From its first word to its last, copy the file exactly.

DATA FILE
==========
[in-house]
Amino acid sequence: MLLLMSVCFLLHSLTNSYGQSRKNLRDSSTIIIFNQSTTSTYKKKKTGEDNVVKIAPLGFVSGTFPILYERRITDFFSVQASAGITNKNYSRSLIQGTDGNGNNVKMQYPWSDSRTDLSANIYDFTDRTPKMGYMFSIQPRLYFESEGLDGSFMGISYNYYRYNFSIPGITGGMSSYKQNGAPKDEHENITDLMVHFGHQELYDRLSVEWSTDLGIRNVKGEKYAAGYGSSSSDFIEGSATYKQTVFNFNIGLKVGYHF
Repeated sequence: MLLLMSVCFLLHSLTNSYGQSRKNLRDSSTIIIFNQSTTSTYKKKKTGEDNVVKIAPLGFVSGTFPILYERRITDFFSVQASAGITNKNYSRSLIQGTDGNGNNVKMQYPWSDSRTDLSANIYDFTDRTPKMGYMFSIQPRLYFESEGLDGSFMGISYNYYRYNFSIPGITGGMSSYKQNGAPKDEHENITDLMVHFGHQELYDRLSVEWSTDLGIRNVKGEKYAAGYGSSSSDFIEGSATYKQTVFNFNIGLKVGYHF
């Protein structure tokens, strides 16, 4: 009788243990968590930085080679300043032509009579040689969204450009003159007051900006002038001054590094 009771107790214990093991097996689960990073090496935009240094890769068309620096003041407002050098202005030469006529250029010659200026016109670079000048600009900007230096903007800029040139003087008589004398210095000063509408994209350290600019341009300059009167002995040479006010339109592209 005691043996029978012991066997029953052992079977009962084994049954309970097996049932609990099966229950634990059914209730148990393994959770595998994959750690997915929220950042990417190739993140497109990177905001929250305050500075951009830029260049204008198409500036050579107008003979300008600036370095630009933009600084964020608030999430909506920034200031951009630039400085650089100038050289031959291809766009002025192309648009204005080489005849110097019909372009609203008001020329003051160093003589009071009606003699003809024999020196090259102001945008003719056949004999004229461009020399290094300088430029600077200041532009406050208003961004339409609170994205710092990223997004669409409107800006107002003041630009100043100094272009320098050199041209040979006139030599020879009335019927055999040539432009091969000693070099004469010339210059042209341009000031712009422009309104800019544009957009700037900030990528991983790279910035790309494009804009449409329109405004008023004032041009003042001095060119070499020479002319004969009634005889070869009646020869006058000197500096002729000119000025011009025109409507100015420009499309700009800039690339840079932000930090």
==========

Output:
[in-house]
Amino acid sequence: MLLLMSVCFLLHSLTNSYGQSRKNLRDSSTIIIFNQSTTSTYKKKKTGEDNVVKIAPLGFVSGTFPILYERRITDFFSVQASAGITNKNYSRSLIQGTDGNGNNVKMQYPWSDSRTDLSANIYDFTDRTPKMGYMFSIQPRLYFESEGLDGSFMGISYNYYRYNFSIPGITGGMSSYKQNGAPKDEHENITDLMVHFGHQELYDRLSVEWSTDLGIRNVKGEKYAAGYGSSSSDFIEGSATYKQTVFNFNIGLKVGYHF
Repeated sequence: MLLLMSVCFLLHSLTNSYGQSRKNLRDSSTIIIFNQSTTSTYKKKKTGEDNVVKIAPLGFVSGTFPILYERRITDFFSVQASAGITNKNYSRSLIQGTDGNGNNVKMQYPWSDSRTDLSANIYDFTDRTPKMGYMFSIQPRLYFESEGLDGSFMGISYNYYRYNFSIPGITGGMSSYKQNGAPKDEHENITDLMVHFGHQELYDRLSVEWSTDLGIRNVKGEKYAAGYGSSSSDFIEGSATYKQTVFNFNIGLKVGYHF
């Protein structure tokens, strides 16, 4: 009788243990968590930085080679300043032509009579040689969204450009003159007051900006002038001054590094 009771107790214990093991097996689960990073090496935009240094890769068309620096003041407002050098202005030469006529250029010659200026016109670079000048600009900007230096903007800029040139003087008589004398210095000063509408994209350290600019341009300059009167002995040479006010339109592209 005691043996029978012991066997029953052992079977009962084994049954309970097996049932609990099966229950634990059914209730148990393994959770595998994959750690997915929220950042990417190739993140497109990177905001929250305050500075951009830029260049204008198409500036050579107008003979300008600036370095630009933009600084964020608030999430909506920034200031951009630039400085650089100038050289031959291809766009002025192309648009204005080489005849110097019909372009609203008001020329003051160093003589009071009606003699003809024999020196090259102001945008003719056949004999004229461009020399290094300088430029600077200041532009406050208003961004339409609170994205710092990223997004669409409107800006107002003041630009100043100094272009320098050199041209040979006139030599020879009335019927055999040539432009091969000693070099004469010339210059042209341009000031712009422009309104800019544009957009700037900030990528991983790279910035790309494009804009449409329109405004008023004032041009003042001095060119070499020479002319004969009634005889070869009646020869006058000197500096002729000119000025011009025109409507100015420009499309700009800039690339840079932000930090």